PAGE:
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I was reading the chapter on discrete Fourier transforms in Lyons' book -- Understanding Digital Signal Processing -- and could not understand the last paragraph about symmetry.

There’s an additional symmetry property of the DFT that deserves mention at this point. In practice, we’re occasionally required to determine the DFT of real input functions where the input index $n$ is defined over both positive and negative values. If that real input function is even, then $X(m)$ is always real and even; that is, if the real $x(n) = x(−n)$, then, $X_{\textrm{real}}(m)$ is in general nonzero and $X_{\textrm{imag}}(m)$ is zero. Conversely, if the real input function is odd, $x(n) = −x(−n)$, then $X_{\textrm{real}}(m)$ is always zero and $X_{\textrm{imag}}(m)$ is, in general, nonzero.

Note: $X(m) = X_{\textrm{real}}(m) + jX_{\textrm{imag}}(m)$

  • Firstly, what is meant by "odd" and "even"? I suspect it's the number of samples in the input signal, but that leads me to my second question,
  • Why is $X_{\textrm{imag}}(m)$ zero with real input functions that are even, and why, with real input functions that are odd, is $X_{\textrm{real}}(m)$ zero and $X_{\textrm{imag}}(m)$ generally non-zero?
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Even & odd refer to the symmetry around $n = 0$.

Even means $x[n] = x[-n]$; you can get the part for $n < 0$ by simply mirroring the part for $n > 0$ at the $n=0$ line.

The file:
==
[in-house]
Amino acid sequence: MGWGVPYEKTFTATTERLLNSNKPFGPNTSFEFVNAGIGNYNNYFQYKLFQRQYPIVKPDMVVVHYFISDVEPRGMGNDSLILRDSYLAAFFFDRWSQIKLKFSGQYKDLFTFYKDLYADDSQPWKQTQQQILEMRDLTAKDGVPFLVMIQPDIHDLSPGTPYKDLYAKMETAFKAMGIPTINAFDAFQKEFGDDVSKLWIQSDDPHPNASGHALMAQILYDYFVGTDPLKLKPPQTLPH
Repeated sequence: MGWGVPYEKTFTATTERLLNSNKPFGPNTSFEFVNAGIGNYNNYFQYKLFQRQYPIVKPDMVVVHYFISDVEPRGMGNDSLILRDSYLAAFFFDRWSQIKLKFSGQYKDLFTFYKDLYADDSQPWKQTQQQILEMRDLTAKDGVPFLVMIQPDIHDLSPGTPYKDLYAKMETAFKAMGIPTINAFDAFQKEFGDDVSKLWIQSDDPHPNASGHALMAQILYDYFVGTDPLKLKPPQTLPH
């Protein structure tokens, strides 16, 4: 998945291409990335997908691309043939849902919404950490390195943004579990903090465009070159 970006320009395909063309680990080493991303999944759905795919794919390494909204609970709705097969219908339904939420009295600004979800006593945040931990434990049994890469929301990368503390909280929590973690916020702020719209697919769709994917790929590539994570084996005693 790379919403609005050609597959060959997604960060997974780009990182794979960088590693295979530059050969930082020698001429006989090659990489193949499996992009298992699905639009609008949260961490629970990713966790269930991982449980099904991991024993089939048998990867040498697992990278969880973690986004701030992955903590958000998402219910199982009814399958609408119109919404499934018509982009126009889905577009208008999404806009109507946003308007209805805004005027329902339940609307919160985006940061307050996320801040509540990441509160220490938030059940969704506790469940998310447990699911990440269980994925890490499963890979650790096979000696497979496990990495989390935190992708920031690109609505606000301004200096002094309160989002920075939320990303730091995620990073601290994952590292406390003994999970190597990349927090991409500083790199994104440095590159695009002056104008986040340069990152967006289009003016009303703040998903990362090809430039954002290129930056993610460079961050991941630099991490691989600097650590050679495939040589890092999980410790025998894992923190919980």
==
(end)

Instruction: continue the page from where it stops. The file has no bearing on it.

Odd means $x[n] = -x[-n]$; you can get the part for $n < 0$ by simply mirroring the part for $n > 0$ at the $n=0$ line and multiplying it by $-1$.

A cosine wave is even, sine wave is odd.

These are all just special cases of the general symmetry that says

if it's real in one domain, it's conjugate symmetric in the other.

Conjugate symmetric means that the real part is even and the imaginary part is odd. Most people know that a real time domain signal as a conjugate symmetric spectrum, but it also goers the other way around: a conjugate symmetric time domain signal has a real valued spectrum.

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  • $\begingroup$ Ah, picturing a cosine wave and sine wave helped me understand odd and even input functions. Thank you. $\endgroup$ – someguy Jun 5 '12 at 13:03
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Hilmar's answer is of course perfectly correct, but I think there there are several points that Lyons did not address in the statement quoted by the OP (or maybe he talked about them previously and chose not to repeat himself in the paragraph quoted by the OP).

The Discrete Fourier Transform (DFT) is commonly described as a transformation of a sequence $(x[0], x[1], \ldots, x[N-1])$ of finite length $N$ into another sequence $(X[0], X[1], \ldots, X[N-1])$ of length $N$ where $$\begin{align*} X[m] &= \sum_{k=0}^{N-1} x[k]\exp\left(\frac{-j2\pi mk}{N}\right), ~ m = 0, 1, \ldots, N-1,\\ x[n] &= \frac{1}{N}\sum_{m=0}^{N-1} X[m]\exp\left(\frac{j2\pi nm}{N}\right), ~ n = 0, 1, \ldots, N-1. \end{align*}$$ But these formulas can also be used when $m, n$ are outside the range $[0, N-1]$ and if we do so, we come to the conclusion that the length-$N$ DFT can be viewed as a transformation from a periodic sequence $x[\cdot]$ to another periodic sequence $X[\cdot]$, both extending to infinity in both directions, and that $(x[0], x[1], \ldots, x[N-1])$ and $(X[0], X[1], \ldots, X[N-1])$ are just one period of these infinitely long sequences. Note that we are insisting that $x[n+iN] = x[n]$ and $X[m+iN] = X[m]$ for all $m, n,$ and $i$.